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Choosing Spokespeople

Choosing and preparing the best spokespeople for media work is as critical as proper message development. Environmental organizations typically want to pick one official spokesperson for all issues - usually the executive director or president. However, it may be more beneficial to identify and prepare an array of spokespeople on a variety of subjects that your organization cares about.

Below are some suggestions for choosing and preparing spokespeople.

Go Beyond the Usual Suspects

Consider looking outside the "usual suspects". Consider research scientists, legal experts, economists, academics, consumer advocates (for magazines or television particularly), doctors, elected officials, and agency representatives who can lend your organization outsider credibility. Working with great representatives from other types of advocate organizations, such as the PTA or religious organizations, also helps you present a compelling, well-rounded story to the media.

If your organization or your speakers are considered to be "extremists," then you may want to consider reaching out to representatives or groups who are seen to occupy a more "middle" ground. For example, an environmental group with a very strong stance on endocrine disruptors may want to consider including a representative from a government agency, consumer's group, or other organizations the press and public consider more moderate.

Speaker Control

When recruiting potential speakers outside of your organization, you must be sure their message serves your purpose. It can be catastrophic for your organization if, in the middle of a press briefing, your speakers are not properly articulating your message - or worse, espousing the opposite point of view. Be sure to properly prepare and "vett" speakers before an event or interview. Check their credentials with other experts in the environmental, scientific, or legal communities.

To vett a speaker - or check their credibility - call them to discuss the topic in which you are interested. Tell them your organization is considering a press event (or other work) on the subject. Explain that you are looking for as much information as possible and want to speak with a variety of experts. Have they published anything themselves on the issue? What are their viewpoints? Have they ever dealt with the press? Don't promise anything until you have checked them out thoroughly.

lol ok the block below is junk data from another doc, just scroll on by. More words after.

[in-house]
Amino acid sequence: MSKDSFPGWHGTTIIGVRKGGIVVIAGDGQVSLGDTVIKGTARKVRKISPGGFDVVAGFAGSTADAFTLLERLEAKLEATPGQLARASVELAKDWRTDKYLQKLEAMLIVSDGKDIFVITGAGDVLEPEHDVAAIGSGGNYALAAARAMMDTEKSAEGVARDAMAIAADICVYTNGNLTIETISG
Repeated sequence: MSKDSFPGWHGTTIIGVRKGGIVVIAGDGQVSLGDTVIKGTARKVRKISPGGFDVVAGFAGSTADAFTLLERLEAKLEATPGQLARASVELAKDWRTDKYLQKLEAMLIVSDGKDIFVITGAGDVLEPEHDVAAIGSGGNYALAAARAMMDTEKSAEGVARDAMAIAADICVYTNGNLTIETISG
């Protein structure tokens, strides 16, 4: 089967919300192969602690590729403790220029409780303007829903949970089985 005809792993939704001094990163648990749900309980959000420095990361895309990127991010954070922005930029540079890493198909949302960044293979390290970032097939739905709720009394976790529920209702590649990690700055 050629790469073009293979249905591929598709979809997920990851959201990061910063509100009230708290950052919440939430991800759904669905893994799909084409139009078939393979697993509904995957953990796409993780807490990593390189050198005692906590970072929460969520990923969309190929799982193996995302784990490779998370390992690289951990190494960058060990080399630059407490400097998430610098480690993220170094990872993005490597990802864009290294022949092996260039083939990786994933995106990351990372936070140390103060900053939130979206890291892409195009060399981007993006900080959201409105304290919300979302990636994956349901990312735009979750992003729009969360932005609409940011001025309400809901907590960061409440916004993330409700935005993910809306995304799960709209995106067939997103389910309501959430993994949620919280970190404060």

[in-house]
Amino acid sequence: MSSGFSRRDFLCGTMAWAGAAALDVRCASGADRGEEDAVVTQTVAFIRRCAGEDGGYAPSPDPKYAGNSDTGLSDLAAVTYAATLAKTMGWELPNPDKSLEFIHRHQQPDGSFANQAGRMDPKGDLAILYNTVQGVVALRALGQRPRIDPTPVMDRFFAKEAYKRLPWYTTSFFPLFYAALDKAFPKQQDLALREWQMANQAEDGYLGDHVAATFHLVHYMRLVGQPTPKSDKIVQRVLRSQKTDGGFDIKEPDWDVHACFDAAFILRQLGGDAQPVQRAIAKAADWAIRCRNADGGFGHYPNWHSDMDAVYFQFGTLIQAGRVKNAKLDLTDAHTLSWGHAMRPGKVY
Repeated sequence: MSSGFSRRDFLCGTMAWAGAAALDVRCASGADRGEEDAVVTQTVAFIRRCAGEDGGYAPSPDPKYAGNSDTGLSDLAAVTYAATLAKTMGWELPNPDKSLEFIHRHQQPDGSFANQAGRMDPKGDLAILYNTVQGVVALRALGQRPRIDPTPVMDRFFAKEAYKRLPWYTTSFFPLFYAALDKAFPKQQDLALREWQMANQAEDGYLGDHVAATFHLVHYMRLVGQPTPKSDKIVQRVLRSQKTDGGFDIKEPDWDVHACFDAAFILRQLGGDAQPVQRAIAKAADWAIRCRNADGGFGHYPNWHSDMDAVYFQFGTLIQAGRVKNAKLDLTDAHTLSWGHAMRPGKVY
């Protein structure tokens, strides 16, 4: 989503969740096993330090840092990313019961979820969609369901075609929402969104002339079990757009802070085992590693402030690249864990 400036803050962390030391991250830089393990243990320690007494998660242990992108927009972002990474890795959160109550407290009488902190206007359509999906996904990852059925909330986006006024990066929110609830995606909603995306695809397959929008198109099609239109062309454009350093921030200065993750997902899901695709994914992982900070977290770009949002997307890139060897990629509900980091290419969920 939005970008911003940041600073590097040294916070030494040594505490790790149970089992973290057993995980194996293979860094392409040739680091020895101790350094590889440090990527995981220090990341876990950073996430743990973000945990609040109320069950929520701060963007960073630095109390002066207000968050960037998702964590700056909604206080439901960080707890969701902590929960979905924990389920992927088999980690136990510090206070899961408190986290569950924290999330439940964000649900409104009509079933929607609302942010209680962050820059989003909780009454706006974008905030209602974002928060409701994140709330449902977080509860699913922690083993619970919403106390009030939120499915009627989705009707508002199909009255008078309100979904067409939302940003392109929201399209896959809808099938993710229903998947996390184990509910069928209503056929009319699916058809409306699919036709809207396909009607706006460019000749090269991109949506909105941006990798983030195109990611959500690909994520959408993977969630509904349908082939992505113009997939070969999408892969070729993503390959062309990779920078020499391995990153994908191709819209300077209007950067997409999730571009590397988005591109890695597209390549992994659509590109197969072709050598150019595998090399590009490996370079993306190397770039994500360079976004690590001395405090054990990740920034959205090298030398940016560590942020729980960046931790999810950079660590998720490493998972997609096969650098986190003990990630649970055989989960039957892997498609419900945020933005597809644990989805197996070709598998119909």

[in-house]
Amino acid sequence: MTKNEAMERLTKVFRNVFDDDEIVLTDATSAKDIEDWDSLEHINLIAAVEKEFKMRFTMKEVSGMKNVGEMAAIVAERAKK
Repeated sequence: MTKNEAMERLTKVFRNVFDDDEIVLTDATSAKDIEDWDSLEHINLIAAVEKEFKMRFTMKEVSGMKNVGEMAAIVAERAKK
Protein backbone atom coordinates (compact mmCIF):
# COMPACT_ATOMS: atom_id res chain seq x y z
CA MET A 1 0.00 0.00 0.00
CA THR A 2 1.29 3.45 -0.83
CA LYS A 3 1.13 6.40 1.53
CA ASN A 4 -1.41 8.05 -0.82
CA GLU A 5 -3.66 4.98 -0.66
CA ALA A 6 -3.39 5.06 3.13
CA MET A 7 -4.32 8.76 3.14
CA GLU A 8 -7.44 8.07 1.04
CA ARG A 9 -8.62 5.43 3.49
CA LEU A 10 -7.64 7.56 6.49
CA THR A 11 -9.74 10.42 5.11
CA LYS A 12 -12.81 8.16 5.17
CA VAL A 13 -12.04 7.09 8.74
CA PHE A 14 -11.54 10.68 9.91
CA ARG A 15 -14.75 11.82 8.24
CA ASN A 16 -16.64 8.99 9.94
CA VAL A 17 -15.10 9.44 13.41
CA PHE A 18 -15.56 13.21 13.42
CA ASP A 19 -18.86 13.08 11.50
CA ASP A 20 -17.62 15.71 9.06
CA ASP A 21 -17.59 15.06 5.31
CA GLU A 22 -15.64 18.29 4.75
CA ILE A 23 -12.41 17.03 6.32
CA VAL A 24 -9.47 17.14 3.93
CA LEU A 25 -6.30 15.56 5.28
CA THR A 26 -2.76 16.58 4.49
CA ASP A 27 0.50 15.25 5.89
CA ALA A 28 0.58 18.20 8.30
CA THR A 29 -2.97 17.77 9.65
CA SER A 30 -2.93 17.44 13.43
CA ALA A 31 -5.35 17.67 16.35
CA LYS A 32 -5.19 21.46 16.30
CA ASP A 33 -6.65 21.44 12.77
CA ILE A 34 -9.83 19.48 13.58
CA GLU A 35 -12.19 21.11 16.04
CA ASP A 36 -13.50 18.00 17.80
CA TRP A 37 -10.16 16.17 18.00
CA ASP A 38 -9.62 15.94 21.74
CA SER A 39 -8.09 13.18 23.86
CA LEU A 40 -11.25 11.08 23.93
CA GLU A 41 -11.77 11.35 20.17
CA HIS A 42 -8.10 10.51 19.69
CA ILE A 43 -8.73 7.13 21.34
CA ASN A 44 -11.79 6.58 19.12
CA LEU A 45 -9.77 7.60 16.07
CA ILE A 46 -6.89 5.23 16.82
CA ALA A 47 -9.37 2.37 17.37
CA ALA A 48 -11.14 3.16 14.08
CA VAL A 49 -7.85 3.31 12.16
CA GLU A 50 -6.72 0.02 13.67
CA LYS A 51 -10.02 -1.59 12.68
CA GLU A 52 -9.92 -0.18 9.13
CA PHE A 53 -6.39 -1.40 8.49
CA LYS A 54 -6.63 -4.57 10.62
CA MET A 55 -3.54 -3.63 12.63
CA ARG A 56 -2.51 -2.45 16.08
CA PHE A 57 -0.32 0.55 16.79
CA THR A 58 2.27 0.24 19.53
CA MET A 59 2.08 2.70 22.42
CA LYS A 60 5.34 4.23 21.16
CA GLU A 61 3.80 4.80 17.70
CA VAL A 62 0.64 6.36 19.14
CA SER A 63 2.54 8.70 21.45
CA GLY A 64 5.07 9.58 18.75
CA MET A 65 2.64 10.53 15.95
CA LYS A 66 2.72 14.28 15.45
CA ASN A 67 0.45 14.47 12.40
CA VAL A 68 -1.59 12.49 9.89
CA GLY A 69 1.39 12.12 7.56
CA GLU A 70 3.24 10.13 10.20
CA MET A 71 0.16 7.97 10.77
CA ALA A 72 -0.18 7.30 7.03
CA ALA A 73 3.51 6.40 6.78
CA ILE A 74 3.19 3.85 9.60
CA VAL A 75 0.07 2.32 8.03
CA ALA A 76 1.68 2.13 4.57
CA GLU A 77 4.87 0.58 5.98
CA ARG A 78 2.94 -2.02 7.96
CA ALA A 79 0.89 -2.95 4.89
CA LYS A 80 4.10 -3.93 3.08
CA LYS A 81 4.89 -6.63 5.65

Finally, make sure that speakers are all well-versed in what has previously been said to reporters on the issue at hand. Outline the points that need to be made, establish who will touch on which key points, and discuss the time allotted to each. See section on Interviewing.

Consider a Debate

If you feel that it will lend credibility to your story, and you have extremely strong speakers, organize a debate or at least offer the "other side" the opportunity to speak at your briefing or interview. You may also need to make this call if reporters indicate that getting both sides of the story is critical to making the news - at least in this situation, you can offer three speakers from your side and offer one slot to the other side. This can lend a great deal of credibility to your event in the eyes of the media.

When deciding to invite the competition, be sure that your messages and speakers are unbeatable and that it will make a significant difference in the amount and quality of press coverage.

For example, the highly charged controversy over energy policies following the Kyoto Climate talks presented the environmental community with a wonderful opportunity to host a debate. A formal press conference-style debate featuring two excellent speakers from the environmental community and two less impressive representatives from industry resulted in a rousing "win" for the environmental community and some great press coverage.

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